VGMO: Much of the additional battle music, not strictly related to a particular race, is featured in Vols. 1, 7, and 8 of the soundtrack releases. Could you talk about some of your contributions to these volumes, Kudo-san and Kaneda-san, as well as which styles these more broadly applied battle themes utilize?
Yoshimi Kudo: Battle music, which doesn’t belong to any one race, is divided into general-purpose themes, specific event themes, and boss character themes. As for the general-purpose tracks, we start with an orthodox orchestra that works with any race to follow the sound that is the main axis of Caravan Stories as a whole. For example, in “Battle with Demon” and “Assault on Enigma,” I aimed for a magnificent and lush sound using chorus to symbolize the evil existence that threatens the peace of the world.
Mitsuhiro Kaneda: The chorus we used was recorded in Australia. We featured it in the boss dragon song of the ancient dragon series using a special bit of programming. You can hear it in the track “Chamber of Spirits and Training” in Vol. 8; we tried to highlight a difference in tension between the pre-battle phase and the mid-battle phase by adding a speed fluctuation element to the music. The end result falls somewhere between a Hollywood orchestra composition and what I would conceptualize as a Japanese RPG orchestra piece.
VGMO: Kudo-san, most of the Caravan Stories soundtrack releases also have a dedicated vocal theme attached to them. From my understanding, these tunes are used in side quest events featured in the game and range in style from pop to heavy metal and even opera. What led to some of these design decisions and could you discuss some of your favorite contributions?
Yoshimi Kudo: For the vocal themes, I was initially thinking we should feature something like a traditional song that matched the worldview, or something in an acoustic style. Once development progressed and the range of diversity for each character came to light, however, I started to see the allure of featuring more colorful music styles. I tried to incorporate various genres of vocal themes to emphasize each character’s individuality. This is a unique sort of “spice” that could only be achieved because the worldview was been set throughout the game’s field and battle music. Personally, I like the opera-style music we recorded for Vol. 6.
VGMO: Kudo-san, Caravan Stories features a variety of special event-related music, much of which you were responsible for. Could you talk about your inspirations and approaches to the music for these types of events, like the operatic Halloween-related tunes?
Yoshimi Kudo: A story closely linked to the characters and setting of the main story is developed for each event within Caravan Stories. It is arranged in such a way that the music of Caravan Stories can be properly represented while the narrative of each event is pushed forward. Using an easy-to-understand method, we work to prepare arrangements that emphasize the features and musical style for each event while leaving the main melody, “Caravan Trip,” flowing on the title screen.
VGMO: Lastly, Kudo-san, most of the game’s races have an arrangement of “Sailing to the City of Freedom” on their respective soundtracks. How did you incorporate the various races’ related instrumentation and stylistic feel in the music? Kaneda-san, you were responsible for the “Free City of Nero” tune. How did you approach this tune, and what qualities in the composition do you feel best convey this feeling of freedom?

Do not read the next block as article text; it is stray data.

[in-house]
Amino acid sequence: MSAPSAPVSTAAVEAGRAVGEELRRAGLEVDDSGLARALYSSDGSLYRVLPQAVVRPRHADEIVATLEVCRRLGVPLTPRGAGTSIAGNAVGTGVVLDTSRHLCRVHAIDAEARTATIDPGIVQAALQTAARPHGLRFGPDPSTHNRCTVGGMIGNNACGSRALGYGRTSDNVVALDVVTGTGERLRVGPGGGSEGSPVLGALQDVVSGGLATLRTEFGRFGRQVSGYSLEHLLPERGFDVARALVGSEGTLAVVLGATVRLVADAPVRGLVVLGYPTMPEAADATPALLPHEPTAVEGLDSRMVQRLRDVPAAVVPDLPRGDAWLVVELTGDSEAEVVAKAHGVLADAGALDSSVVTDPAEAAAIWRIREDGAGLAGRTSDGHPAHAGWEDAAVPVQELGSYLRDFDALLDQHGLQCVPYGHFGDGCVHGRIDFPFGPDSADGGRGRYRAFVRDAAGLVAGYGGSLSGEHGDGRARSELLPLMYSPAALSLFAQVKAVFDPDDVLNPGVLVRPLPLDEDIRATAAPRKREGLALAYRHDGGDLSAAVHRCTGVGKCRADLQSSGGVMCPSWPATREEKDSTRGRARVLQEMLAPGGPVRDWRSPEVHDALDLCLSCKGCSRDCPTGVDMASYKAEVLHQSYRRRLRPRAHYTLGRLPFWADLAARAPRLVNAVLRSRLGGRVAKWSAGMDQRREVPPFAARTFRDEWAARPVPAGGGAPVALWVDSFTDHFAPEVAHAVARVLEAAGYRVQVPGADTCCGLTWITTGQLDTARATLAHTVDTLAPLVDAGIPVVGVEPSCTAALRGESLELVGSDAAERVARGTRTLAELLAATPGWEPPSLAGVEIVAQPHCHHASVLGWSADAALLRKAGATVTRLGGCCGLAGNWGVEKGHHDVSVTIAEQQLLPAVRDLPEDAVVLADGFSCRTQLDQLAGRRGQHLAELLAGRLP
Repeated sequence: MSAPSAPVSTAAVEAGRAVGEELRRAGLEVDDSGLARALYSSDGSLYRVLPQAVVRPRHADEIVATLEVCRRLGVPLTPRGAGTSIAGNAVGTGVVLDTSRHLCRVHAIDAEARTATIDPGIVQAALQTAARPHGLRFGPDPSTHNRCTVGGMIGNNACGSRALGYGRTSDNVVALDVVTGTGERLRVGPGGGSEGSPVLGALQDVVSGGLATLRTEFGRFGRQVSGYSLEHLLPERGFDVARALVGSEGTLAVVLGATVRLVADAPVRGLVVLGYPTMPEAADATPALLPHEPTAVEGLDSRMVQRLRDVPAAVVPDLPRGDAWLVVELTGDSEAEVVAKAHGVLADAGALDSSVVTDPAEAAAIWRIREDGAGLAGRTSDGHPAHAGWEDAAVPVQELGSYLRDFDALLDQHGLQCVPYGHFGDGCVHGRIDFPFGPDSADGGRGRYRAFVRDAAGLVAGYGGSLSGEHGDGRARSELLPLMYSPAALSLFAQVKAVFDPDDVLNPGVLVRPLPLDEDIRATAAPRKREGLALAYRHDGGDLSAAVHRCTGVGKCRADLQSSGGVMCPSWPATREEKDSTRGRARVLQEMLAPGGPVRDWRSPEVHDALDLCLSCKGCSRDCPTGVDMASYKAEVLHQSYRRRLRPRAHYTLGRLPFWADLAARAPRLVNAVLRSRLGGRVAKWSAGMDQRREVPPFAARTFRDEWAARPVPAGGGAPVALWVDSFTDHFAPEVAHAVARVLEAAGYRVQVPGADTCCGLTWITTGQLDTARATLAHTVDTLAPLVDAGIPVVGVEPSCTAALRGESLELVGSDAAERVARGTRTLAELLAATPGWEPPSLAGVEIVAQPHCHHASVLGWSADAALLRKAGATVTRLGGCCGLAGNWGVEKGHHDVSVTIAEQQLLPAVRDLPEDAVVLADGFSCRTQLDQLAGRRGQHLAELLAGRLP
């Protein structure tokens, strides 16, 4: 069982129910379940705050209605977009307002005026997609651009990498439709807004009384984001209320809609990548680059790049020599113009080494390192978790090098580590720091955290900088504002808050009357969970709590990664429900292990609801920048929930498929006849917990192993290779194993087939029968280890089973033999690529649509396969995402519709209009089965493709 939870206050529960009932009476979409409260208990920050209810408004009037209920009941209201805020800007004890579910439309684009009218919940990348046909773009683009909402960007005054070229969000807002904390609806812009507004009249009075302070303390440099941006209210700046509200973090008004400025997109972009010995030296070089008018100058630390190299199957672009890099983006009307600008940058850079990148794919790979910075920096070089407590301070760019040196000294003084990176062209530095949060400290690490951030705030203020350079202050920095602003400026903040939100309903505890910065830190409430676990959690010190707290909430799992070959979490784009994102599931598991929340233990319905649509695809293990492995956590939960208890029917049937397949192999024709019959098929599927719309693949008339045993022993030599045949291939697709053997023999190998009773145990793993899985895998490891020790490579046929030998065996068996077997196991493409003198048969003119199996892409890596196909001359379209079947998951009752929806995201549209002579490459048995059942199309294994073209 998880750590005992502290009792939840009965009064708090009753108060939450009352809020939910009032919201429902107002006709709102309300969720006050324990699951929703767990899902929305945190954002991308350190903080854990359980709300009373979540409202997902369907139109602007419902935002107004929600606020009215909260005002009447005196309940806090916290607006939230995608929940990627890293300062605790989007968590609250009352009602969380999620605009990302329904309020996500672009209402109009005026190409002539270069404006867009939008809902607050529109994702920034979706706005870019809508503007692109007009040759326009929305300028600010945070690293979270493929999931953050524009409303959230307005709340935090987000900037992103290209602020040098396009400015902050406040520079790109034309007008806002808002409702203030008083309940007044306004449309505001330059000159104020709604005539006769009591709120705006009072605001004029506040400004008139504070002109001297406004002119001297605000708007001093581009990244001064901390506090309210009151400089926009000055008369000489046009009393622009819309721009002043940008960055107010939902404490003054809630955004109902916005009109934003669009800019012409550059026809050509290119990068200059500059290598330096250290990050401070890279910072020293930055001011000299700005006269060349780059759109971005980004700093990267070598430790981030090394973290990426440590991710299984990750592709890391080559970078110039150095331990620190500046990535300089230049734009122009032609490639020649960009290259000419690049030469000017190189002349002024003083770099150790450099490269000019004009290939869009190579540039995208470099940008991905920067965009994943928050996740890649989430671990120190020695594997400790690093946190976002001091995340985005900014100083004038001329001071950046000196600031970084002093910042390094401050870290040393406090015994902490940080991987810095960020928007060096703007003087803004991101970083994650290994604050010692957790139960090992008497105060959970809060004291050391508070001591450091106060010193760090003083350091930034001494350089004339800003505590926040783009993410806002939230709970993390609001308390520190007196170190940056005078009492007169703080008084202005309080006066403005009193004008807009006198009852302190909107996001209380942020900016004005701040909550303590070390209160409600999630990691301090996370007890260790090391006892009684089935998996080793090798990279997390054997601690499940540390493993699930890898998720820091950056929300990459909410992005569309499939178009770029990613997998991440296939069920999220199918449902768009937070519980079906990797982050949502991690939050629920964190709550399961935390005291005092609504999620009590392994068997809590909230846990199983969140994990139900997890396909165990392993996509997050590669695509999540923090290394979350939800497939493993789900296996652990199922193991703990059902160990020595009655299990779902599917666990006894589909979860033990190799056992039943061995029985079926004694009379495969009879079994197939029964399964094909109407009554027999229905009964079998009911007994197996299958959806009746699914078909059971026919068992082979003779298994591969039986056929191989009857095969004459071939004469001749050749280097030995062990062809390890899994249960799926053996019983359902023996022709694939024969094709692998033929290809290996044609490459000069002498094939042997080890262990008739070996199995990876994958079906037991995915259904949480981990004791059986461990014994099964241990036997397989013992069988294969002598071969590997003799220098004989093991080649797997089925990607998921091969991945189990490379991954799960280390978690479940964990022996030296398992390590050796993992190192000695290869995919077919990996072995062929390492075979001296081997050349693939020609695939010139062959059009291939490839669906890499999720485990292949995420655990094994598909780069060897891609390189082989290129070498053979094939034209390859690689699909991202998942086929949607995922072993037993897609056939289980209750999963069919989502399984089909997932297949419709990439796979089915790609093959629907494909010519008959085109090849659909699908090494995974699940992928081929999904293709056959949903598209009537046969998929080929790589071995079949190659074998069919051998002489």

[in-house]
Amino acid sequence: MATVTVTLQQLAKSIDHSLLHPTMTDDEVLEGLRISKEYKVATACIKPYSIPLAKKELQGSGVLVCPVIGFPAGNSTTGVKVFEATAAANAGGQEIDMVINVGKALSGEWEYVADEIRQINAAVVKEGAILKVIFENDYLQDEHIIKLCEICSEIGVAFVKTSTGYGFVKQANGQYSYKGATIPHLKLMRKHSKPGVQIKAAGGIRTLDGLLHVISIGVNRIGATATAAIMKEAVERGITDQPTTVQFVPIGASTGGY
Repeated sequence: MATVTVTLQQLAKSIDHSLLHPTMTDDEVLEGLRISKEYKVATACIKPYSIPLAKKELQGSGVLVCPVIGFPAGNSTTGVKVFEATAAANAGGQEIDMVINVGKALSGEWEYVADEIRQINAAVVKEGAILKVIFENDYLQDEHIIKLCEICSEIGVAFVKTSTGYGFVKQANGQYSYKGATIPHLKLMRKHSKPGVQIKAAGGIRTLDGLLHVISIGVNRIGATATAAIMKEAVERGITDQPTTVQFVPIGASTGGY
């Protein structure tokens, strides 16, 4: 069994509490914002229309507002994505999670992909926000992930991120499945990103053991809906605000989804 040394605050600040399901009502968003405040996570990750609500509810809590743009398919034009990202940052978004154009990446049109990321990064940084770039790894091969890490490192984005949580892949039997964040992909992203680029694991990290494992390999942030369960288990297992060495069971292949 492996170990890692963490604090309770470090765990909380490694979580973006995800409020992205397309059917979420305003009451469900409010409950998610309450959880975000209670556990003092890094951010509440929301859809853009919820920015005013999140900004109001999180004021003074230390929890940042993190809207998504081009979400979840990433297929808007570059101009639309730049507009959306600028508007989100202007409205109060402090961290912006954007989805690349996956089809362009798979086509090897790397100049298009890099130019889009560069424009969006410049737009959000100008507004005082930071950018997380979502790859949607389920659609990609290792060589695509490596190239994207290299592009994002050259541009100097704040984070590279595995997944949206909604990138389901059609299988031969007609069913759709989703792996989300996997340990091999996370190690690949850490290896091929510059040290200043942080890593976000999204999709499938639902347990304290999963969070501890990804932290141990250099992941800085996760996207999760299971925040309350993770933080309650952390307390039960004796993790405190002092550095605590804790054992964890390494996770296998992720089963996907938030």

Yoshimi Kudo: In “Sailing to the City of Freedom,” the first half of the song uses the arrangement of the main theme in each race’s style. As we started this piece at the stage when all music for the races had already come out, we incorporated and arranged each composer’s sound for their respective races into the tracks. This song is used at milestones in each race’s story, as well as to look back on their adventures so far. I wrote melodies and musical developments that evoke a feeling of hope and potential for future adventures.
Mitsuhiro Kaneda: When I consulted with Kudo-san, he advised me to make “Free City of Nero” evoke an image of a bustling town. There was no 3D model data at the beginning of production, but I created the first half using the image of a town with a wharf. However, the piece is on the lengthy side, so in the second half, I tried to introduce a relaxed atmosphere in my own way. That ended up giving it something of a fantastic vibe, so thanks to the freedom I was given in composing this piece, the music ended up with its own sort of “free” feeling.
VGMO: Once again, thank you so much for this interview, Kudo-san, Kaneda-san, and Watanabe-san. Is there anything you would like to tell the fans of your works or any hint as to what can we expect from you in the future?
Yoshimi Kudo: By fusing game and music into one cohesive whole, I will strive to create more appealing and unforgettable experiences for players everywhere. There are already a lot of great games and game soundtracks out there. My goal is to stay involved in contributing to that world by sending players on fresh and interesting adventures through the sound of my music.
Mitsuhiro Kaneda: I will do my utmost to continue producing quality game music, both now and in the future.
Rikako Watanabe: One of the best parts of being a creator is communicating the fun we have creating to the people who listen to our compositions. I respect composers whose enthusiasm and passion comes through clearly in their music. Even when there are unseen struggles behind the scenes, the fact that such music is produced from the heart has the power to lift up both listener and composer alike. I want to continue facing my own music with enough energy and passion to bestow that same feeling unto you.
Posted on July 24, 2019 by Don Kotowski. Last modified on July 24, 2019.